How Fantasy, Horror, and Sci-Fi Awaken Magic and Wisdom

I am a fan of the genre. I’m talking specifically about fantasy, horror, and science fiction as literary tales of magic, fear, and wonder. These types of books get readers of all ages excited. But many still put down fantasy, horror, and sci-fi as “inferior” subjects. Professors mock the genres, insisting they’re low-brow. Writing teachers attempt to dissuade students from writing those types of stories.

But these genres offer a lot of insight, wisdom, and new ways of thinking. Sure, people like the entertainment, but there’s so much that these genres bring to the table. And today I want to focus on three magical things that fantasy, horror, and sci-fi awaken in us.

So let’s refute the nay-sayers and remind them that fantasy, horror, and sci-fi offer just as much to readers as any piece of classic literature!

Sparks Imagination

Most of us grow out of imagination. We think it’s just for kids at play, who daydream about flying to outer space, slaying dragons, and running away from monsters. Something as silly as that definitely doesn’t belong in adulthood, right?

Wrong! Imagination is supposed to stay with us our entire lives. It shouldn’t be left behind in childhood.

Believe it or not, imagination serves a great purposes for adults as well. It provides us with vision of what could be. It helps us find solutions. Imagination helps us relate to others. It helps us see beyond what is right in front of us.

So adults can use imagination practically, but there is an added benefit: imagination excites our brains. If we’re honest, most of our everyday lives are a bit tedious. Imagination breaks that tedium and opens us up to whole new worlds—just like what we read about in fantasy, horror, and science fiction. These genres allow us to escape the real world monotony for a little time. We travel to different worlds, meet people we’ll never really meet, and learn different rules for existence.

All of those things awaken our imagination, and without that, life gets boring. With these genres, our imagination muscle gets put to work and reinvigorates it for our everyday life.

Conjures Questions

When our imaginations are in full-flow, we begin to wonder—and wonder is a magical thing. Yes, wonder and imagination are very much tied together, but it’s wonder that opens us up to questioning.

How did they do that? How was that problem solved? Can that really be done? Would that really work? If they can do that, why couldn’t I do this? What’s possible? Is anything really impossible?

This is the power of wonder. If we keep space for imagination and allow wonder to creep in, we start to think more about what’s possible in our own lives. We encourage kids to do that; why not adults?

Because wonder is something adults need more of in their lives as well. Adults are the ones constantly working to earn money, keep a house, and manage the home. There’s often no room for wonder, only logic.

But without wonder, we never really stop to think about what else we could do. Are there ways to create a better life, a better world? How can we as individuals contribute to that? Must we always be tied to obligations that leave us drained?

Author Neil Gaiman has said, “Fairy tales are more than true: not because they tell us that dragons exist, but because they tell us that dragons can be beaten.” Replace “fairy tales” with any genre, and that quotation is still true. Remember that the dragons you have in your own life can also be defeated, but to beat them, we need a working imagination and enough wonder to ask questions.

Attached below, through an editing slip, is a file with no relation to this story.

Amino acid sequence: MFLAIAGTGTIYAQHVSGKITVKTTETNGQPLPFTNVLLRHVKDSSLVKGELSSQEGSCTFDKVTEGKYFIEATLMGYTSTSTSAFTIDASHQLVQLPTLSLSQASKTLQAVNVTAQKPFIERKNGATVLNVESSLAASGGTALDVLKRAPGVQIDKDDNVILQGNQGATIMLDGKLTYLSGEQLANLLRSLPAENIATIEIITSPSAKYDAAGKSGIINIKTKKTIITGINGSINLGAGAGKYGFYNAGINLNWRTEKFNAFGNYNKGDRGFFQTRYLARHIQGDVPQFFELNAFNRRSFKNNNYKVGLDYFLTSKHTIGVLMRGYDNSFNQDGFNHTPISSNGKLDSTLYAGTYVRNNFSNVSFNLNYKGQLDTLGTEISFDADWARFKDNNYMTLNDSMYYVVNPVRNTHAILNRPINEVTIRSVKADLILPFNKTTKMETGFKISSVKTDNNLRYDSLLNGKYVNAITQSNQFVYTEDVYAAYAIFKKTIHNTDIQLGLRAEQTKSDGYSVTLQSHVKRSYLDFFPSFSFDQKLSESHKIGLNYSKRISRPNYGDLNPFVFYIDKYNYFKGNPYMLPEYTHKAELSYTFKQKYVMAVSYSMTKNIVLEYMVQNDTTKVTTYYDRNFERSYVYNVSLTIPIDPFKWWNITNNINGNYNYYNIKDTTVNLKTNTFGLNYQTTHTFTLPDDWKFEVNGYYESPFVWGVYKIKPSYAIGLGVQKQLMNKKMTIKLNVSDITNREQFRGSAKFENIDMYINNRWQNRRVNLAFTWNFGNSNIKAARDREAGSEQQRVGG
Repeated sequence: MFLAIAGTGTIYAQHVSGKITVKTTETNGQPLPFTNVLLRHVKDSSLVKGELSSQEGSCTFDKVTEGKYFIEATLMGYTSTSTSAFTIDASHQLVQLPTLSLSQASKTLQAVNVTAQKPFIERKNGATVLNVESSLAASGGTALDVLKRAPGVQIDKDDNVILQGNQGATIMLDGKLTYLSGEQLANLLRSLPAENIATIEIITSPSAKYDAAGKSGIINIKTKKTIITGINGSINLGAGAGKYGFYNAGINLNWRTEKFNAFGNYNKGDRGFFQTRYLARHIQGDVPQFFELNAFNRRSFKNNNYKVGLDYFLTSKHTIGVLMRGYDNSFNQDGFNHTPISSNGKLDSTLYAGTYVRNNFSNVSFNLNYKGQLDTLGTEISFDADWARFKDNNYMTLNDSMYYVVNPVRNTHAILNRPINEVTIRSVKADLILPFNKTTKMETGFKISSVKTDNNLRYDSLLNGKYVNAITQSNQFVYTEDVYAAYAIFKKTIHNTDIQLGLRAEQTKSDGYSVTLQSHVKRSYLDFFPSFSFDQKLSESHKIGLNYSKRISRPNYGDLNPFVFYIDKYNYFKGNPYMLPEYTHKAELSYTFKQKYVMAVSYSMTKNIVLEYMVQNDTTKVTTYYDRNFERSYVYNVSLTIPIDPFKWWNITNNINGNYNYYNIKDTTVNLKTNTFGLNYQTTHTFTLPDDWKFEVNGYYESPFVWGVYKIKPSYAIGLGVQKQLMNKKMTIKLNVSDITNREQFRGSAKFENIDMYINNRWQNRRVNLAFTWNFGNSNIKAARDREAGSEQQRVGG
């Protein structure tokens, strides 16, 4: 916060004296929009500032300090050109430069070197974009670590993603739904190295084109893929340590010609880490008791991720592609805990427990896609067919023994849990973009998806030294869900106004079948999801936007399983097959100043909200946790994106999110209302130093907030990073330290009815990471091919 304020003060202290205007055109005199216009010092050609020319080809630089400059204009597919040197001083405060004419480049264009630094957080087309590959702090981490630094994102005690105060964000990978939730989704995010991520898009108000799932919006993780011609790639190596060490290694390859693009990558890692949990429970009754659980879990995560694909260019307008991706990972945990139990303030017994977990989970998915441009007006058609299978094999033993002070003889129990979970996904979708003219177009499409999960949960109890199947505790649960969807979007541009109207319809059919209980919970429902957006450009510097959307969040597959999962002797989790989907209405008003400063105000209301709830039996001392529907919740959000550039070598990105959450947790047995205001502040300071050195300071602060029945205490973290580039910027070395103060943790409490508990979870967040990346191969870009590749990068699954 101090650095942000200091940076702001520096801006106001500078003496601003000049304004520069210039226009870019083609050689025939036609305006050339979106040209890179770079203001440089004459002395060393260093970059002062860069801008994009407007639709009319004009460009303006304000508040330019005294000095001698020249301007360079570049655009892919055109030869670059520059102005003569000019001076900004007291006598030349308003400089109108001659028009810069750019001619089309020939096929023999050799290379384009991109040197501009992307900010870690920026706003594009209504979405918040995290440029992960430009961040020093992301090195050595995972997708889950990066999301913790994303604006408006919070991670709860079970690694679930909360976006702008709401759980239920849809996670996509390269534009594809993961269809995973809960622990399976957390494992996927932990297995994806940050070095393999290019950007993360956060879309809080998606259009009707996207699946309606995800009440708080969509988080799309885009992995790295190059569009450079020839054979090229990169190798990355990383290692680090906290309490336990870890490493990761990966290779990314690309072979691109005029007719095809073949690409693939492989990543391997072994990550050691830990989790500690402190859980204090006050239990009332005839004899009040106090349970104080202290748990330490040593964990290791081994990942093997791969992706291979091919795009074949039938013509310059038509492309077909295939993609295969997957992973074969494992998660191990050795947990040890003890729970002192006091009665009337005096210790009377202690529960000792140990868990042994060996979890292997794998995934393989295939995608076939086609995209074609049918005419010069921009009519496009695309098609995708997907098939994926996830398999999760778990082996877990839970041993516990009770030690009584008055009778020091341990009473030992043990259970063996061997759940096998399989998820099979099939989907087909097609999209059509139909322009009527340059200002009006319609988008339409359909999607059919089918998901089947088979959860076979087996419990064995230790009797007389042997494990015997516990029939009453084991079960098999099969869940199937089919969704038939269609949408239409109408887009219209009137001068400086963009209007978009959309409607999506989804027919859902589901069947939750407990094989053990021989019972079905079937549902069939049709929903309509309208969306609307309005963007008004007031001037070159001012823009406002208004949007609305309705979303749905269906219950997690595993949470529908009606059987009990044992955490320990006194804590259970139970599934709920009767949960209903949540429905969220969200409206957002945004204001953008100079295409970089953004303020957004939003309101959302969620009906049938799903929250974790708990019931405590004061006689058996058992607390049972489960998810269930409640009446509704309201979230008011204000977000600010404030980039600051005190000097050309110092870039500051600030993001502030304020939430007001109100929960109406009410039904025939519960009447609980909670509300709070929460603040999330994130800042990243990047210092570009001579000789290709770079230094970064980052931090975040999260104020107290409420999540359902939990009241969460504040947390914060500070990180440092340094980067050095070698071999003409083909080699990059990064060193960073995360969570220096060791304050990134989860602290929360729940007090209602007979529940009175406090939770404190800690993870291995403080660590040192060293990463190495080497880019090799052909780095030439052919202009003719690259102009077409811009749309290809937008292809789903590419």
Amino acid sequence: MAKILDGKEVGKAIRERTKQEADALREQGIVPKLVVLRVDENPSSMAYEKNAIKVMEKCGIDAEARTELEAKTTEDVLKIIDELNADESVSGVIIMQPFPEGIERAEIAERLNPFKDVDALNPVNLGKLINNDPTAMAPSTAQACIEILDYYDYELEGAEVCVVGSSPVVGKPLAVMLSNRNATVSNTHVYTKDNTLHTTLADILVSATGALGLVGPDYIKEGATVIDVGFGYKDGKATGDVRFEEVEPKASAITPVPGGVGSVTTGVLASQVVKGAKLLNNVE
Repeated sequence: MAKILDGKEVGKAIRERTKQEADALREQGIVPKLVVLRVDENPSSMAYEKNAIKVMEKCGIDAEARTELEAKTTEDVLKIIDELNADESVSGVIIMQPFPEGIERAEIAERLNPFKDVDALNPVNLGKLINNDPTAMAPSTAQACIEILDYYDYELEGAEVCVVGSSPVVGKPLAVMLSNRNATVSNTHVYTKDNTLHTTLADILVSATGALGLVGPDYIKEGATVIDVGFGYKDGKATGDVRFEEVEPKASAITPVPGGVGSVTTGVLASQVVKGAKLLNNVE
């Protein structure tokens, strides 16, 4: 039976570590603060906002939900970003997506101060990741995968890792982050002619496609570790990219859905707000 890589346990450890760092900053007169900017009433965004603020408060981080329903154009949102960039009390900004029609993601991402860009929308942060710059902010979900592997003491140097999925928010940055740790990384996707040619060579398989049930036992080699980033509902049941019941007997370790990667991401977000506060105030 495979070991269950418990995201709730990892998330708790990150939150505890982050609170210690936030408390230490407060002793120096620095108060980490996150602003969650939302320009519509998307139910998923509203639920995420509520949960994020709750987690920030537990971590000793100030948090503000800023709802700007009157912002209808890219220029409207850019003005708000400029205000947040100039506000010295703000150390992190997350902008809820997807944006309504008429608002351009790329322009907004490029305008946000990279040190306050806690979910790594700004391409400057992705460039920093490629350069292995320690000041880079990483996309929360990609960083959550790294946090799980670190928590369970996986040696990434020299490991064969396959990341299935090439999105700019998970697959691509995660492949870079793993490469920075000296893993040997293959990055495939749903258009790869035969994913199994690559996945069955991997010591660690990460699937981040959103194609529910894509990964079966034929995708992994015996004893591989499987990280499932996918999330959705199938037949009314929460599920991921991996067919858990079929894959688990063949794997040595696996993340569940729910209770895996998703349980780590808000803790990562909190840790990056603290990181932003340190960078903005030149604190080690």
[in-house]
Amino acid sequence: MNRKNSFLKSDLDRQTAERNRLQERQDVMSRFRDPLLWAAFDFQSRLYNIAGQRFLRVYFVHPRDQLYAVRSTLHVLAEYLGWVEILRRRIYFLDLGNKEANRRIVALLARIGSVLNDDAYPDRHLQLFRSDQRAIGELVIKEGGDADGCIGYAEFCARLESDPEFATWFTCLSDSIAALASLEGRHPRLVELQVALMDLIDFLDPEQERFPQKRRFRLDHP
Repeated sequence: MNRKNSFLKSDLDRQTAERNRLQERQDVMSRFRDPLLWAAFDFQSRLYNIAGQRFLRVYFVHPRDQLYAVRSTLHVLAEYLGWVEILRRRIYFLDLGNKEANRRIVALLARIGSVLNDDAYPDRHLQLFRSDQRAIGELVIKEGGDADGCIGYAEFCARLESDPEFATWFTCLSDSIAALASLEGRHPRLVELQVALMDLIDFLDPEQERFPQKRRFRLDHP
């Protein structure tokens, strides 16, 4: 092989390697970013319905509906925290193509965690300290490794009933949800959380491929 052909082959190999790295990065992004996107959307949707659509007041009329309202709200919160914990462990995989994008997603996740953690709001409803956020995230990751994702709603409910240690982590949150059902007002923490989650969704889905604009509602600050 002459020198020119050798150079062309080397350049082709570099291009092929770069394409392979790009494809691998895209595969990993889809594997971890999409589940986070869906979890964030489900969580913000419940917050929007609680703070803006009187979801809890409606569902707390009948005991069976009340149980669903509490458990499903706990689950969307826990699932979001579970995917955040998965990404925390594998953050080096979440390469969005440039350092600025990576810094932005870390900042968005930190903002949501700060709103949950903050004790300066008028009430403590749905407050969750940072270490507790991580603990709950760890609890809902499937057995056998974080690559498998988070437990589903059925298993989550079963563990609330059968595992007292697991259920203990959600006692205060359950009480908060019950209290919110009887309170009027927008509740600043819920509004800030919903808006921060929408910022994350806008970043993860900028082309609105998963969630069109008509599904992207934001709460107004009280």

X-Rays the Real World

A criticism people have of these particular genres is that they don’t exist in the “real world”. Fantasy often takes place in a completely different world; horror commonly exists beyond what is logical; and sci-fi is usually way out there—literally!

But we don’t need books to be set in our world to gain deeper insight about the real world from it. If we’ve learned anything from English class, authors are constantly putting themes and ideas into their writing. Why would we assume they weren’t doing the same in fantasy, horror, and science fiction?

Yes, these genres, too, can have deeper meanings and context behind them. The difference being that they put a barrier between the reader and the “real world”. These genres allow us to look deeper at situations that we see in our world, but through a comfortable lens. There’s a distance that lets readers take in the story, and then reflect on the similarities in the real world.

Sometimes, this distance is needed. For many readers, it can be uncomfortable to dig into those themes if the setting, characters, and world hit too close to home. Fantasy, horror, and sci-fi can work well in this is way if we give them the chance.

This is especially important when we remember that the world we live in can be a harsh one, for adults as well as children. That barrier can be a necessity in the face of trauma, and it can help one cope with pain while also understanding and healing from whatever trauma they’ve faced. We shouldn’t close out these genres as they possess their own ability to help others face themselves.

Genre Fiction Benefits Us

These stories and their elements can awaken our minds, help us problem-solve, and make us realize that we have it in us to change the world. If we engage with them, these genre tales will give us the tools we need to do the above. And adults and children alike need that in the real world.

Fantasy, horror, and science fiction are wonderful genres. Despite what some may say, they can actually teach us a lot about ourselves, our thoughts and beliefs, and our own world. There is a great magic in opening our imaginations and letting wonder come out to play. And when we fall into those things, it allows us to see the world in a whole new way.

And isn’t that what we expect of all good reading?

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